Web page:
MPP were synthesized as previously described . Briefly, fluorescently labeled carboxylate-modified polystyrene (PS-COOH) nanoparticles, with manufacturer-listed sizes of 40 or 200 nm in diameter, were purchased from Molecular Probes (Eugene, OR). To obtain a dense polyethylene glycol (PEG) coating, nanoparticles were suspended in 200 mM borate buffer, and 5 kDa methoxy-PEG-amine was added in excess. N-Hydroxysulfosuccinimide (NHS, Sigma) and 1-Ethyl-3-(3-dimethylaminopropyl) carbodiimide (EDC, Invitrogen) were subsequently added to couple the carboxylic acid on the nanoparticles with the amine group on the PEG. Nanoparticles were suspended in 10 mM NaCl solution to measure size and ζ-potential via dynamic light scattering (90° scattering angle) and laser Doppler anemometry, respectively, using a Zetasizer Nano ZS90 (Malvern Instruments). Measurements were taken at 25°C according to instrument settings. A near-neutral ζ-potential indicated sufficient PEG surface coverage to make nanoparticles that penetrate mouse colorectal mucus (MPP), as previously described . MPP were either 60 ± 1 nm or 230 ± 4 nm in (hydrodynamic) diameter with ζ -potentials of -2.2 ± 0.2 mV and -1.9 ± 0.2 mV, respectively (before PEGylation the sizes were 56 ± 2 nm or 190 ± 3 nm, and ζ-potentials were -33 ± 1 mV or -53 ± 2 mV, respectively). Nanoparticles were confirmed to diffuse in human cervicovaginal mucus via multiple particle tracking (data not shown), which is also indicative of their ability to diffuse in mouse colorectal mucus .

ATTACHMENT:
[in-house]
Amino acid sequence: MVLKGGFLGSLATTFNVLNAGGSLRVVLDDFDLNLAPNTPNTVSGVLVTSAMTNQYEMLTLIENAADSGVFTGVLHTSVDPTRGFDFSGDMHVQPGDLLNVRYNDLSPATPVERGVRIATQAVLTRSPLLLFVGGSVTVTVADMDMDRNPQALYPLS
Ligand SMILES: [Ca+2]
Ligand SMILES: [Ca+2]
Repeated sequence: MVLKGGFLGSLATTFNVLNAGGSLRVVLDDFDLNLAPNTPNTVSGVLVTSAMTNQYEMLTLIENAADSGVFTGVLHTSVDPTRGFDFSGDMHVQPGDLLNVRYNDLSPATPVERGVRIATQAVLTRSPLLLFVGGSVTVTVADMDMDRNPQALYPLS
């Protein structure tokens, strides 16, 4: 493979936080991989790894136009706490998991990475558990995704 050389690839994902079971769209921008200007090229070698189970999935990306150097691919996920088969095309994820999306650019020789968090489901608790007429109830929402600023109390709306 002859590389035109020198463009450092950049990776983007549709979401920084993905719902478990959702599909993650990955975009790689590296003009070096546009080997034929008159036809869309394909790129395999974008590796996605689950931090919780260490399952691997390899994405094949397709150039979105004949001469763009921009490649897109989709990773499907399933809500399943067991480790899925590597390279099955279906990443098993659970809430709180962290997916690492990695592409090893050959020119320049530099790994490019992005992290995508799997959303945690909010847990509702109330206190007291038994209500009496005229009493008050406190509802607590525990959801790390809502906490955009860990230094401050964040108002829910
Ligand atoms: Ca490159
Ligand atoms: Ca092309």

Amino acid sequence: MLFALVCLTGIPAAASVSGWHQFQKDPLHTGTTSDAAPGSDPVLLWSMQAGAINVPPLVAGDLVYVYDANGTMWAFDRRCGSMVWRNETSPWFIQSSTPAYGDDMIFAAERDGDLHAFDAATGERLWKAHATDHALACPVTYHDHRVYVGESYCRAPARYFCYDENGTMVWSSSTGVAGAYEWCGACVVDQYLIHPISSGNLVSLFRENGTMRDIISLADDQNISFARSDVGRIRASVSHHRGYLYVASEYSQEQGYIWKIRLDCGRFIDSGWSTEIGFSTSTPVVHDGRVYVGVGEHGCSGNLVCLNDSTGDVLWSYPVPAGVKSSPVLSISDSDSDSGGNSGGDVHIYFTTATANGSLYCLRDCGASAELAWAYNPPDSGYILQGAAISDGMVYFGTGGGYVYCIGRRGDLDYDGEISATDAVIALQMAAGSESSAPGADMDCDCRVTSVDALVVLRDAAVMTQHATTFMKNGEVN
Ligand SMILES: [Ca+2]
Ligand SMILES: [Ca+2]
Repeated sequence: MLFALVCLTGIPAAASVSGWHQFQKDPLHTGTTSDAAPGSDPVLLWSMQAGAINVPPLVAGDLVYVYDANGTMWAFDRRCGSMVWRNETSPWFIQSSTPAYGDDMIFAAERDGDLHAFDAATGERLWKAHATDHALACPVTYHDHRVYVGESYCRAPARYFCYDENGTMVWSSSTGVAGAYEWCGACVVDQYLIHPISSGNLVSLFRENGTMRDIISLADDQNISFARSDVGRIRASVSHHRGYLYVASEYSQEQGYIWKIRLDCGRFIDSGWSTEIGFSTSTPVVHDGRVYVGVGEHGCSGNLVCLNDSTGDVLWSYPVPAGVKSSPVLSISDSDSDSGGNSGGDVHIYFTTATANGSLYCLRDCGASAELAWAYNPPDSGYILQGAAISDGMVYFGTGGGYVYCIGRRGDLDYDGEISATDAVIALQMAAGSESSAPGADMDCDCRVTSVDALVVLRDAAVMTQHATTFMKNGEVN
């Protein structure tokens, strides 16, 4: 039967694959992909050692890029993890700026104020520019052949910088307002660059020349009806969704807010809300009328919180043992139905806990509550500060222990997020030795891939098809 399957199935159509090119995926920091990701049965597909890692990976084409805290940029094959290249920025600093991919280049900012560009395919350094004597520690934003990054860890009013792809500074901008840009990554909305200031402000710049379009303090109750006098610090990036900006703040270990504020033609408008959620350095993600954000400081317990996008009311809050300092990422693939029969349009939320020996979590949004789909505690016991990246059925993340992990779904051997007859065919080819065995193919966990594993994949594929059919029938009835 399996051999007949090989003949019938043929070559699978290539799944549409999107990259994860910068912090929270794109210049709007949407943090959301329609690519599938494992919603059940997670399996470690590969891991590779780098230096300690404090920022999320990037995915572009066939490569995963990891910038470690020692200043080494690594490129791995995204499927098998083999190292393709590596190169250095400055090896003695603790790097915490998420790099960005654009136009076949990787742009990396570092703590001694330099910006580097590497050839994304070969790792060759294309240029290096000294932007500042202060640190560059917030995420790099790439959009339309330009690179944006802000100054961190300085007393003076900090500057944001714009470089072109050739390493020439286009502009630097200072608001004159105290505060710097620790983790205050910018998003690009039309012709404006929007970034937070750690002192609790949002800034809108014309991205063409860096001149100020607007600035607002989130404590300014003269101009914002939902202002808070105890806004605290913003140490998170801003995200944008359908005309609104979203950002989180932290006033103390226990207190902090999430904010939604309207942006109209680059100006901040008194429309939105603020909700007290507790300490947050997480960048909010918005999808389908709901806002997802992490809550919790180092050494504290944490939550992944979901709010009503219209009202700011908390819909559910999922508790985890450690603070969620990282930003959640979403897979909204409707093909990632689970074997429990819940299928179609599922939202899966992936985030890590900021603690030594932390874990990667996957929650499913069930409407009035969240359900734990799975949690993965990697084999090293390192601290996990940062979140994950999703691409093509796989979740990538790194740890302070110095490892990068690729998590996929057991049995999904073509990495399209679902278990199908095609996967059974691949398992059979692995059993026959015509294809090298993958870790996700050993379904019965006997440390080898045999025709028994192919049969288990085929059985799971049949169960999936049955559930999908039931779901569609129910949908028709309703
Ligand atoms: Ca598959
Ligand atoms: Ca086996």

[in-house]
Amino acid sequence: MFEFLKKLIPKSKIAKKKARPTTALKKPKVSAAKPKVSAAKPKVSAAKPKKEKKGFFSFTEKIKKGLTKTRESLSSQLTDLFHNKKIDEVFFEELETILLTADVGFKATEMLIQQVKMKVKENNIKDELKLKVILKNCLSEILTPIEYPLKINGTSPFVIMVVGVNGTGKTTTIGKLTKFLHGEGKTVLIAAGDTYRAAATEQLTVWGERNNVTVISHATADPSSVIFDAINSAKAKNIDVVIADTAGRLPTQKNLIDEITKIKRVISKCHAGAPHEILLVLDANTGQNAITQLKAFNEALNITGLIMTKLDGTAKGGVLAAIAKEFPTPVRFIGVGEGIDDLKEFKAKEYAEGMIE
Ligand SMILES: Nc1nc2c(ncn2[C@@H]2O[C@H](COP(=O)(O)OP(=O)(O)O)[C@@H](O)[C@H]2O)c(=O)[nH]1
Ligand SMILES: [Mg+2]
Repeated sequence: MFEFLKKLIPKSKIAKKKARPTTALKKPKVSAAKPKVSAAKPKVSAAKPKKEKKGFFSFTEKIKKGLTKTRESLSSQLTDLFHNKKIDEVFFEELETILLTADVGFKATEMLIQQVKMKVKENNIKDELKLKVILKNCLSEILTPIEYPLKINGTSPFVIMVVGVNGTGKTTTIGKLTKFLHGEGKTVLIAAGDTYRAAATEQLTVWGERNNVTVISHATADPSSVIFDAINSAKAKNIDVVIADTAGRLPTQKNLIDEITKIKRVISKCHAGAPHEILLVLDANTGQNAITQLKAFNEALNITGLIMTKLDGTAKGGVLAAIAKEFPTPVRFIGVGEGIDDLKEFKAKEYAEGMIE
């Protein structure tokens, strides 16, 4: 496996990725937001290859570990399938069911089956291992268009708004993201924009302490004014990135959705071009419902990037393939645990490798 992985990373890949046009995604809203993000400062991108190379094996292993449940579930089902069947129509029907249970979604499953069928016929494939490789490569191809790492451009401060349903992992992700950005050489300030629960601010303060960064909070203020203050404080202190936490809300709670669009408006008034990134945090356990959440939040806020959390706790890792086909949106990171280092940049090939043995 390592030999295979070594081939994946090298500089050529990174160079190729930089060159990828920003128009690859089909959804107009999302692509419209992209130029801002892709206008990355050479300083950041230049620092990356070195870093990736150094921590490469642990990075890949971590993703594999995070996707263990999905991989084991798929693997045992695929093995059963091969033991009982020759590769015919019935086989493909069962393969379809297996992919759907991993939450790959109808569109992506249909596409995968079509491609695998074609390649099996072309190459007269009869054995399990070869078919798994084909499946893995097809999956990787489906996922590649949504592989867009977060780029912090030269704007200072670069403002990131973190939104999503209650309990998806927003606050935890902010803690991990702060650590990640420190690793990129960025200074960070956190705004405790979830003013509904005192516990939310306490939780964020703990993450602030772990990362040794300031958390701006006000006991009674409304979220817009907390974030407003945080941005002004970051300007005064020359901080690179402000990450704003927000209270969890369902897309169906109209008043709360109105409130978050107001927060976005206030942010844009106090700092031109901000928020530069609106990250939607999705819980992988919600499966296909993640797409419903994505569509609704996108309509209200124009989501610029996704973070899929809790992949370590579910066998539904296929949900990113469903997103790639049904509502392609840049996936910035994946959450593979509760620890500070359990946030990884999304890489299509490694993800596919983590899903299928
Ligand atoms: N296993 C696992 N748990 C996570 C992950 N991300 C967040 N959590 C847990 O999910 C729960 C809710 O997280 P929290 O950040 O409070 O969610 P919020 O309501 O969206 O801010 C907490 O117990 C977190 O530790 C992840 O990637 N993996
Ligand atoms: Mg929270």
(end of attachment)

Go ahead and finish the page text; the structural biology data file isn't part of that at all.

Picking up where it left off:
To obtain sodium-based solutions of various osmolalities, concentrated (10×) tris-buffered saline (Mediatech, Holly Hill, FL) was diluted with DI water. Similarly, to obtain potassium-based solutions (KPO4) of various osmolalities, potassium phosphate buffer (1 M K2HPO4 pH 5.5, Sigma, St. Louis, MO) was diluted with DI water (e.g., 150 mOsm buffer was made by diluting 1M K2HPO4 ~12 fold). The simulated colon solution (SCS) was made by dissolving sodium bicarbonate, potassium chloride, dibasic potassium phosphate and monobasic potassium phosphate (Sigma, St. Louis, MO) in DI water at the following ion concentrations: 75 mM K+, 25 mM Na+, 35 mM Cl-, 30 mM PO43-, and 25 mM CO32- . Fleet® enema solution and Fleet® Naturals were purchased over the counter. All enema solutions were sterile-filtered through a 0.2 μm filter prior to use in vivo. A 5% w/v glycerol gel was obtained by mixing the universal placebo hydroxyethylcellulose (HEC) gel (ReProtect, Inc., Baltimore, MD) with glycerol. Solution osmolality was measured with a vapor pressure osmometer (Wescor Vapro, Logan, UT) and measurements were reported as mean ± SEM for n = 3 measurements. The glycerol gel and Fleet® were serially diluted in DI water prior to measurement, and the osmolality was calculated by extrapolation of the obtained data points. Ion concentrations and osmolalities of the various formulations are listed in Table 1.